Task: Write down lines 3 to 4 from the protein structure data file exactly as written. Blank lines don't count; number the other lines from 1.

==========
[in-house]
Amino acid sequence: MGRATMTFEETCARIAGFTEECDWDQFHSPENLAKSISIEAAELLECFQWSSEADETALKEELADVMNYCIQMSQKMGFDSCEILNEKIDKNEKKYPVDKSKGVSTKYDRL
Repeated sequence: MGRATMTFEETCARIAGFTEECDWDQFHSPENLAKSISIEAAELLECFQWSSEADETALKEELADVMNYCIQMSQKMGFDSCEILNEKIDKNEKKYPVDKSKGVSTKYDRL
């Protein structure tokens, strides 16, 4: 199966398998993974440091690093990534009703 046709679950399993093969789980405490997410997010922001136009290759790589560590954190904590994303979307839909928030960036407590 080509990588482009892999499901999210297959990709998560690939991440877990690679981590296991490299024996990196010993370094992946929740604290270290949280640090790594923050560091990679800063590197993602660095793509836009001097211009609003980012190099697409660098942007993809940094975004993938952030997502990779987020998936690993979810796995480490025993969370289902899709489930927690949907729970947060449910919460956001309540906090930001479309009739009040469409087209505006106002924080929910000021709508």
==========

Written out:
Repeated sequence: MGRATMTFEETCARIAGFTEECDWDQFHSPENLAKSISIEAAELLECFQWSSEADETALKEELADVMNYCIQMSQKMGFDSCEILNEKIDKNEKKYPVDKSKGVSTKYDRL
């Protein structure tokens, strides 16, 4: 199966398998993974440091690093990534009703 046709679950399993093969789980405490997410997010922001136009290759790589560590954190904590994303979307839909928030960036407590 080509990588482009892999499901999210297959990709998560690939991440877990690679981590296991490299024996990196010993370094992946929740604290270290949280640090790594923050560091990679800063590197993602660095793509836009001097211009609003980012190099697409660098942007993809940094975004993938952030997502990779987020998936690993979810796995480490025993969370289902899709489930927690949907729970947060449910919460956001309540906090930001479309009739009040469409087209505006106002924080929910000021709508």